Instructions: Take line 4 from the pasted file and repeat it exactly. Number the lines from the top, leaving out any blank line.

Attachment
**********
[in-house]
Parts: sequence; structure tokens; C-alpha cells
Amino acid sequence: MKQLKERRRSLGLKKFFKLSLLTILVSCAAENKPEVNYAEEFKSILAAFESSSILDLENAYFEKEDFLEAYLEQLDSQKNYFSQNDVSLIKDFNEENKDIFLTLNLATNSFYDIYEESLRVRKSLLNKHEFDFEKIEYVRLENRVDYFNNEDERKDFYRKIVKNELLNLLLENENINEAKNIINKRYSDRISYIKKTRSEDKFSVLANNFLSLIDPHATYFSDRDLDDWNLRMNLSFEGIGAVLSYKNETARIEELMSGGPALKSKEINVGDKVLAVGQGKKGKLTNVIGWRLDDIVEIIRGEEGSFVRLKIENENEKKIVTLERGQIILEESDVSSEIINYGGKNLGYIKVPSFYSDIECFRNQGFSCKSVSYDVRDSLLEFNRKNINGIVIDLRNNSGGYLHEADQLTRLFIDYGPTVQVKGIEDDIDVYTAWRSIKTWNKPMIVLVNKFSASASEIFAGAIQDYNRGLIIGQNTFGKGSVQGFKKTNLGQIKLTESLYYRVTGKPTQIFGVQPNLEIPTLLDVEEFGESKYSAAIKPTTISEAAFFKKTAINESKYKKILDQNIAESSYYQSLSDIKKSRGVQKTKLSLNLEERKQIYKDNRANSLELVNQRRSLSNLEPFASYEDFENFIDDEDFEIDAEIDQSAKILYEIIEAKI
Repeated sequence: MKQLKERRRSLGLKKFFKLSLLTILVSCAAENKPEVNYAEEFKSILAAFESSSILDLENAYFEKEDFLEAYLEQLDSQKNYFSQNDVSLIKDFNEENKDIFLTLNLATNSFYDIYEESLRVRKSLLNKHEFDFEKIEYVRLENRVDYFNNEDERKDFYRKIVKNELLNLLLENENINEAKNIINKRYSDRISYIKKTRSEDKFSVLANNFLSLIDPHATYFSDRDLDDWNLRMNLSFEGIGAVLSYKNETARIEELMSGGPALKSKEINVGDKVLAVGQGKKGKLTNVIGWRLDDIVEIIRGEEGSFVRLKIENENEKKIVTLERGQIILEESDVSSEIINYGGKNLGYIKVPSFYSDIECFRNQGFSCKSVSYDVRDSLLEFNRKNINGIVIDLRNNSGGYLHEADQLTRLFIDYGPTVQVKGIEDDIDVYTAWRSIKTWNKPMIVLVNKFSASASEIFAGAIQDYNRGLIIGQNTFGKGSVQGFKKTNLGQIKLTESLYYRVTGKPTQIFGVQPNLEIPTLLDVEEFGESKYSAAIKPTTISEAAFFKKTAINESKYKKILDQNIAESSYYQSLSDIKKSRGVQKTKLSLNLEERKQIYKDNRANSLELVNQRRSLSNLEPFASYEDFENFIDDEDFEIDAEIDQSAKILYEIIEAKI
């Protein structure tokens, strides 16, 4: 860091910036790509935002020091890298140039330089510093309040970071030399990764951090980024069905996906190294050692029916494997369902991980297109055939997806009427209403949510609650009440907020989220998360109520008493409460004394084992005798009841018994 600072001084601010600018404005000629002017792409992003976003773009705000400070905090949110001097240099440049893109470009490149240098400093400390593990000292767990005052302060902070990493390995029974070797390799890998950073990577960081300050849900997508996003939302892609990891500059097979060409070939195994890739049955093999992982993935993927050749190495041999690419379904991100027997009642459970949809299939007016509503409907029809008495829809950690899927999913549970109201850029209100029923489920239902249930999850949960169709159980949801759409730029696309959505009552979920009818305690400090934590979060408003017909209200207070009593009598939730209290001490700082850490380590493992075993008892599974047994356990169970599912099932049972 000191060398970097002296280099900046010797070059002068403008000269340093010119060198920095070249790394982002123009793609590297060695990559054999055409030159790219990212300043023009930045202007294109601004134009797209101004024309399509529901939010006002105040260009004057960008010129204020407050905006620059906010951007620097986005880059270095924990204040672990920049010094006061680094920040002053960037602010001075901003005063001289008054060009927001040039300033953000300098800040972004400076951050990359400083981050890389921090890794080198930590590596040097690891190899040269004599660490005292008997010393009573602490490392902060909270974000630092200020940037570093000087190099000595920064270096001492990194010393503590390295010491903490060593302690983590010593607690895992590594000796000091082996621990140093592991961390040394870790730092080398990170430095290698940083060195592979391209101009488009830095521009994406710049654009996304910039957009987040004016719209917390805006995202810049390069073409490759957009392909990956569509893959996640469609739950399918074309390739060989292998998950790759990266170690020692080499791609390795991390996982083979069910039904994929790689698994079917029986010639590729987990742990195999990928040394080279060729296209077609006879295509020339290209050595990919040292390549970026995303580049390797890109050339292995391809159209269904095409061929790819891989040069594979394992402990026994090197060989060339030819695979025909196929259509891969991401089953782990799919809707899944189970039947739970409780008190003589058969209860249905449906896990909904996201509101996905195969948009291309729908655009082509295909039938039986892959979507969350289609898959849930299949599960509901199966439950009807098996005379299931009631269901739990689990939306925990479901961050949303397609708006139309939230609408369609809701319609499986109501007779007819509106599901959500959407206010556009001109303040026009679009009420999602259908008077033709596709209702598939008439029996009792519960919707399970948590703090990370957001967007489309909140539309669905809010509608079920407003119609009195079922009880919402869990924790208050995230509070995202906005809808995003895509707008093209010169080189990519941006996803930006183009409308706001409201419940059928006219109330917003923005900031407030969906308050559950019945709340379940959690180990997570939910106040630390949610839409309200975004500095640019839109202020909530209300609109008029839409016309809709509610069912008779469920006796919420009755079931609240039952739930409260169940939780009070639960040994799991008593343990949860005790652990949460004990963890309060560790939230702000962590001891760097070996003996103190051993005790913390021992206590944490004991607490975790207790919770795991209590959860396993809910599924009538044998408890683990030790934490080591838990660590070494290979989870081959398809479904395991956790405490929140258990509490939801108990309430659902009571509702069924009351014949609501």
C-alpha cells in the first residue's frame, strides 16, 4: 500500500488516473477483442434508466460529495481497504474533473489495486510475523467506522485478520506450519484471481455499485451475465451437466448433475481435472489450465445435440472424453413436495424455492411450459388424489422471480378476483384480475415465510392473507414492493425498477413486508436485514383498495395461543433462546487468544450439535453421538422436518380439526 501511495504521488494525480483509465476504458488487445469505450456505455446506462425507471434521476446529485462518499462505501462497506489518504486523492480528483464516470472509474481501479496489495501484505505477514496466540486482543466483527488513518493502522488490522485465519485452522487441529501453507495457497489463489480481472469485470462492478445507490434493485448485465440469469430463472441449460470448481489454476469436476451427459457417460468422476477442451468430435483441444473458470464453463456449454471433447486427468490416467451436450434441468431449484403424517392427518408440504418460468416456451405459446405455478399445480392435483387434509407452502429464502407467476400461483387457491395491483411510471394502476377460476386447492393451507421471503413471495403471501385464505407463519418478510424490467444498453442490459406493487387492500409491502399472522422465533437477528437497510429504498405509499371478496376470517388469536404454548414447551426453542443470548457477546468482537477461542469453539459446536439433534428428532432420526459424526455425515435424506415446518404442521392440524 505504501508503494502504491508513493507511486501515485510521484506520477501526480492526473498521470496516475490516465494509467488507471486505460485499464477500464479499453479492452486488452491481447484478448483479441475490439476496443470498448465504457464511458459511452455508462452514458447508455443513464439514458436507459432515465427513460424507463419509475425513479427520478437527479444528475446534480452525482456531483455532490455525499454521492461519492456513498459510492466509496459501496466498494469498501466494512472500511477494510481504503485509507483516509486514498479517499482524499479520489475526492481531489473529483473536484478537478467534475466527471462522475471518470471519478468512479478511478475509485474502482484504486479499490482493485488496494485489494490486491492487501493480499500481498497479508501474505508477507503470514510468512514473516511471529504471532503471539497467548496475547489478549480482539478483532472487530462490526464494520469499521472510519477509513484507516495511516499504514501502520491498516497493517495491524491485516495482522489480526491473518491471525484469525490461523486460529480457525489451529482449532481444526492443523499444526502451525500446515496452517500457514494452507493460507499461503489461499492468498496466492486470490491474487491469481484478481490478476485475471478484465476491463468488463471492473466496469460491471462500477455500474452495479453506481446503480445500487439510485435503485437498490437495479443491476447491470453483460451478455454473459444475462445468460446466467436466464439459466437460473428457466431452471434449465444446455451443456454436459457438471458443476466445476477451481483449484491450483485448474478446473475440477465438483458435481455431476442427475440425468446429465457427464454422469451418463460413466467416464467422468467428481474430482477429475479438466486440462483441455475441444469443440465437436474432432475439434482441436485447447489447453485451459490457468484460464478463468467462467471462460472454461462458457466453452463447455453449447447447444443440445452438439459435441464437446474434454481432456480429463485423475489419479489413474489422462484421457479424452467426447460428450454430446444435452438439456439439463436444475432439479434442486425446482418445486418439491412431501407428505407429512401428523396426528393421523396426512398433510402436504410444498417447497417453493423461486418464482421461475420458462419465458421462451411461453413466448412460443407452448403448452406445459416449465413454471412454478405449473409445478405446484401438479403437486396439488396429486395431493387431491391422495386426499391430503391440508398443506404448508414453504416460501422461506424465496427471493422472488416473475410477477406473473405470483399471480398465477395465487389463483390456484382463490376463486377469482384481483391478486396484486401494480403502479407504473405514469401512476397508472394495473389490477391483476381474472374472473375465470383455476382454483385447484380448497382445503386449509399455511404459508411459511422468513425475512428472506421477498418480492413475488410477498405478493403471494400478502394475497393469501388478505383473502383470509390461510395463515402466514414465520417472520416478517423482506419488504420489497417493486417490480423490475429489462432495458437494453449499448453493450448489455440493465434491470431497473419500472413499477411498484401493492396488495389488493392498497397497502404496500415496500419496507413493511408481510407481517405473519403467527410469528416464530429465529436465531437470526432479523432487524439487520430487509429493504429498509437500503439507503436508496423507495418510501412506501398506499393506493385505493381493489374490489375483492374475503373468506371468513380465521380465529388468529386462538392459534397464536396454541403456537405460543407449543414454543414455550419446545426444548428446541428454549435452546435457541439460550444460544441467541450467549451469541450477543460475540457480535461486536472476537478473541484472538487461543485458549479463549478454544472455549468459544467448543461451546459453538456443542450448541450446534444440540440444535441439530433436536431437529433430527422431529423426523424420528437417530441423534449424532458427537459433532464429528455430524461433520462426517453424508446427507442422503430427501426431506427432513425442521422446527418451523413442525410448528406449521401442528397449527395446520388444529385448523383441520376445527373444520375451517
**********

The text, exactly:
Repeated sequence: MKQLKERRRSLGLKKFFKLSLLTILVSCAAENKPEVNYAEEFKSILAAFESSSILDLENAYFEKEDFLEAYLEQLDSQKNYFSQNDVSLIKDFNEENKDIFLTLNLATNSFYDIYEESLRVRKSLLNKHEFDFEKIEYVRLENRVDYFNNEDERKDFYRKIVKNELLNLLLENENINEAKNIINKRYSDRISYIKKTRSEDKFSVLANNFLSLIDPHATYFSDRDLDDWNLRMNLSFEGIGAVLSYKNETARIEELMSGGPALKSKEINVGDKVLAVGQGKKGKLTNVIGWRLDDIVEIIRGEEGSFVRLKIENENEKKIVTLERGQIILEESDVSSEIINYGGKNLGYIKVPSFYSDIECFRNQGFSCKSVSYDVRDSLLEFNRKNINGIVIDLRNNSGGYLHEADQLTRLFIDYGPTVQVKGIEDDIDVYTAWRSIKTWNKPMIVLVNKFSASASEIFAGAIQDYNRGLIIGQNTFGKGSVQGFKKTNLGQIKLTESLYYRVTGKPTQIFGVQPNLEIPTLLDVEEFGESKYSAAIKPTTISEAAFFKKTAINESKYKKILDQNIAESSYYQSLSDIKKSRGVQKTKLSLNLEERKQIYKDNRANSLELVNQRRSLSNLEPFASYEDFENFIDDEDFEIDAEIDQSAKILYEIIEAKI